The Good Guys
Yash Jay Patel
No-nonsense neuropharmacist with a plan to cure Alzheimer's.
Weight: 90 lbs
Handsome, +1 on reaction rolls
Cultural Familiarity: East Asian, South Asian, Western (through parents and upbringing)
Language: English, Hindi, Korean (spoken, not written)
Wealth: Average, 60k annual salary
Independent Income, 10%, 2k monthly growth in stock value
Status 2, for founding a successful pharmaceutical company
Contact Group, effective skill 18, Polaris Venture Partners’ business skills
Social Chameleon (exempt from reaction penalties due to rank or status, + 1 on those who demand respect (kings, priests))
Voice (+2 to Diplomacy, Fast-Talk, Mimicry, Performance, Politics, Public Speaking, Sex Appeal, and Singing, + 2 to reaction to anyone who can hear your voice)
Professional Code of Honor (always perform ethical experiments, refuses to lie about results)
Overconfidence (make self-control roll whenever needing caution, if fail, go with it because you are totally capable of doing it, + 2 to reaction from young people, -2 to reaction for experienced)
Miserliness (make self-control roll whenever spending money, if fail, refuse to spend money, if must spend, can’t stop haggling)
Paranoia (Delusional; believes demons are trying to kill him)
|Expert Skill (Neuropharmacology)||16|
|Current Affairs (Science and Tech)||14|
|Public Speaking||14 +2|
|Fast Talk||14 +2|
Yash grew up the model child. He was smart, witty, obedient, and never talked back to his parents. He graduated in the top five percent of his class at West-Windsor Plainsboro HS-South. He attended the University of Pennsylvania, graduating with a B.S. in the Biological Basis of Behavior from the College of Arts and Sciences and a B.A. in Finance from the Wharton School of Business. Following that, he received an M.S. in Neuroscience from NYU, and received his Ph.D. in Pharmaceutical Sciences from Rutgers School of Pharmacy. At 28, having completed his residency at Mt. Sinai Hospital in NYC, he moved to Cambridge, Massachusetts, temporarily, to work for Biogen. After working there for two years, he moved back to New Jersey to found his own company, Operon Technologies. At 33, he is still unmarried, the head of new startup that promises to completely change the way we look at pharmaceuticals and biotechnology. The first plan of this company is to cure Alzheimer’s disease. Through a new method, known as the Patel-Zhukov Method, a combination of surgical removal of tissue, appliance of specialized neuron pathway films, injections of specific, concentrated growth and promotion factors, and a month long regimen post-op of a cocktail of drugs, the method promises a way to completely stop rapid neurodegeneration, a way to preserve neuron connections, and preserve and re-enable the process of long-term memory formation.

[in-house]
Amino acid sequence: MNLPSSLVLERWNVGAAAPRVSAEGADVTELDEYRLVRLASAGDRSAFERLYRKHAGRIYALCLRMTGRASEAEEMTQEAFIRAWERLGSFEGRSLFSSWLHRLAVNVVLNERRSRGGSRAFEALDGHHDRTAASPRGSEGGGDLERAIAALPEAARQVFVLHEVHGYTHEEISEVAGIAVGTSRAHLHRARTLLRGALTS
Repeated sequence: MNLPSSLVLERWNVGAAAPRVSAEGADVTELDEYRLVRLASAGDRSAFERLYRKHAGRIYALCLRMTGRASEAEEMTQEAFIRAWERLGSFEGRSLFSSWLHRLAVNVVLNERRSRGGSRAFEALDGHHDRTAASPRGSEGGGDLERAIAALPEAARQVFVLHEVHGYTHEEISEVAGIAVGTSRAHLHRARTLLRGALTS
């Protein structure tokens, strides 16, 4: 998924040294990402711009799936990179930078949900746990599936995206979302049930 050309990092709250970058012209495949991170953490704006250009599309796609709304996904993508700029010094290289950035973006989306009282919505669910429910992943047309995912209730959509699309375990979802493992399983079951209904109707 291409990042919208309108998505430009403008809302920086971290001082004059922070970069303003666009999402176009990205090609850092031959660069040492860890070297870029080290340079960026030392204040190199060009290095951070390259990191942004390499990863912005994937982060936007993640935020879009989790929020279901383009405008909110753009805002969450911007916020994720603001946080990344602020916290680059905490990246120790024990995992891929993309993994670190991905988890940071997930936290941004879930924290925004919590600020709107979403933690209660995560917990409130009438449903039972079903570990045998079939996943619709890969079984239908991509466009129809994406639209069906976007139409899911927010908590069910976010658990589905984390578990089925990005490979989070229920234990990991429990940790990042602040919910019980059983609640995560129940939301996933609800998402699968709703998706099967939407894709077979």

Yash has his fair share of problems. He is headstrong, convinced his way works; after all, that’s been life for him for years. He rarely feels like people’s business is exclusively theirs, especially when dealing with his coworkers; you shouldn’t worry if you have nothing to hide, right? His hardass behavior as a boss comes at the chagrin of his employees, but he is consistent. He never demands what he isn’t willing to do himself. For months he worked over 80 hours a week, and to this day still clocks close to 60 hours a week.
In 2015, Operon Technologies has been around for a little over three years. The company is currently worth around 100 million dollars. They currently have one drug on the market, Vitalex, a NDMA (N-methyl D-aspartate) antagonist, which helps slow the progression of symptoms of Alzheimer’s. In 2014, the company made 15 million in revenue, and spent 30 million in operating expenses, leaving the company currently with 5 million in cash and 15 million in debt.